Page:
Mamie Harper knows all about the challenges high school students face when preparing for college.
She's not that far removed, being a 2009 University of Georgia graduate, and she's the college adviser at Westside High School.
Ms. Harper's position is new to Westside. She is one of four college advisers in Georgia as part of a new initiative funded by the Watson-Brown Foundation in collaboration with UGA's Institute of Higher Education.
"Our main goal is to provide access to college, what folks may not normally get on their own," Ms. Harper said.
The program is part of the National College Advising Corps, which wants to increase the number of low-income, first-generation and underrepresented students entering higher education, according to its Web site.
Thomson's Watson-Brown, a nonprofit corporation, awards more than $1 million in merit and need-based college scholarships annually to area students and awards grants once a year in support of Southern colleges and universities.
After a foundation official read a recent story in The Augusta Chronicl e noting that Georgia had not received a grant for the program, Watson-Brown decided to offer its own startup funding.
Sarah Katherine McNeil, Watson-Brown's director of scholarships and alumni relations, said her organization approved $600,000 for four years.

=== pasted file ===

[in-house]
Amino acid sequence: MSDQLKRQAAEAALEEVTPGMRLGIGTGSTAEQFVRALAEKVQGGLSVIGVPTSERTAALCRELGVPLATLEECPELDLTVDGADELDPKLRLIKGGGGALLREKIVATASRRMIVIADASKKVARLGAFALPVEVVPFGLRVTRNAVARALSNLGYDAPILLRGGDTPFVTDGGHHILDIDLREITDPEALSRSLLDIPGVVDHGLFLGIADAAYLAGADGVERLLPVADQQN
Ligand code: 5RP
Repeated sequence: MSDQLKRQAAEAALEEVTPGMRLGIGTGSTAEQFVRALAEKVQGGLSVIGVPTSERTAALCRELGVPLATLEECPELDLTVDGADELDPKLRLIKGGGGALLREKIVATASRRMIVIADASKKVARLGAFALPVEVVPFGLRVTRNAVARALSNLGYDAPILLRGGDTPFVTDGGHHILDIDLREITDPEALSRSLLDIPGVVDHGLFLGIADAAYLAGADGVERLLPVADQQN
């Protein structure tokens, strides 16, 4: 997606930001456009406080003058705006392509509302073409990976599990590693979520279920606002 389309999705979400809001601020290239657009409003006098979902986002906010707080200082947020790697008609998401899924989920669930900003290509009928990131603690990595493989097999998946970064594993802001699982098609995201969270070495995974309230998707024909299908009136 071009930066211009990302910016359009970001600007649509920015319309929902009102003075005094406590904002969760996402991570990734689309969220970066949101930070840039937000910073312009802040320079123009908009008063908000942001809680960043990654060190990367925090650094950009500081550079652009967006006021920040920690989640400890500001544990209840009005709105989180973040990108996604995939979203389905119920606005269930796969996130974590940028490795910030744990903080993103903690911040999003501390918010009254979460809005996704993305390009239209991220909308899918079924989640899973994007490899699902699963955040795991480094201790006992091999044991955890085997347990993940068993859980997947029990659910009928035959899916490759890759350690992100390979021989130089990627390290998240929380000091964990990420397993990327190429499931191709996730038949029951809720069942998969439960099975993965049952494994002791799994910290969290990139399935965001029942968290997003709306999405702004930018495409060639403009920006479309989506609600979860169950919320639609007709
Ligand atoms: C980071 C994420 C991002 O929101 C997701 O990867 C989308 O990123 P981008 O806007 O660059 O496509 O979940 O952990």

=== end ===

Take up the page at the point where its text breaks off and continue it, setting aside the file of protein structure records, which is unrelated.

"It's a no-brainer," she said. "You don't have to sell this program. It sells itself. It's such a necessity."
As part of the agreement, Ms. McNeil said, two of the four advisers are in the Augusta area: Ms. Harper at Westside and another at Thomson High School. The two others are at schools in the Atlanta and Athens areas.
Ms. McNeil said college advisers are badly needed in high schools, noting that the national ratio of high school students to guidance counselors is about 400 to 1.
"The counselors are wonderful, but they are in charge of so many different areas; college is just one of them," she said.
Ms. Harper said Westside has two guidance counselors and one focused on helping at-risk students graduate.
Ms. McNeil said a key component of the college adviser program's success is that the advisers are all recent graduates from UGA and have a lot in common with students.
Officials say there is an ongoing fundraising effort to keep the program alive and expand it to other schools after its four-year initiation in Georgia ends.
The Watson-Brown Foundation was founded in 1970 by Walter J. Brown. It is named for Thomas Watson of Thomson and his friend John Judson Brown. Watson, who served as a Georgia legislator, congressman and U.S. senator, ran for vice president and later president on the Populist Party ticket. Brown served five terms as Georgia's agriculture commissioner in the early 1900s.
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